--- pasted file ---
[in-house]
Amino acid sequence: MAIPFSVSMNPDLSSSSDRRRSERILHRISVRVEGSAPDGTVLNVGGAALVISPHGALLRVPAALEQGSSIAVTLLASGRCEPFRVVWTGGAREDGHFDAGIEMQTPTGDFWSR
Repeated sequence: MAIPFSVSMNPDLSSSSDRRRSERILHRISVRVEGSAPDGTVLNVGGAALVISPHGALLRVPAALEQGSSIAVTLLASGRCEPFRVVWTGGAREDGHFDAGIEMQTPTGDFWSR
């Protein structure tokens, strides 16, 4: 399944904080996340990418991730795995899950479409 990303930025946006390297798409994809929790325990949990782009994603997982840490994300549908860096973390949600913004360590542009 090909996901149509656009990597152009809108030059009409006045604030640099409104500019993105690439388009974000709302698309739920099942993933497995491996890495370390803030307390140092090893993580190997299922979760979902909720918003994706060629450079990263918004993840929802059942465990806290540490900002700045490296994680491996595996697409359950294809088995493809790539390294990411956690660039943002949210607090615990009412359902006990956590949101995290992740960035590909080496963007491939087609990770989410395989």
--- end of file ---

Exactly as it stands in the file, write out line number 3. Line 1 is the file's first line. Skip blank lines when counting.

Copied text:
Repeated sequence: MAIPFSVSMNPDLSSSSDRRRSERILHRISVRVEGSAPDGTVLNVGGAALVISPHGALLRVPAALEQGSSIAVTLLASGRCEPFRVVWTGGAREDGHFDAGIEMQTPTGDFWSR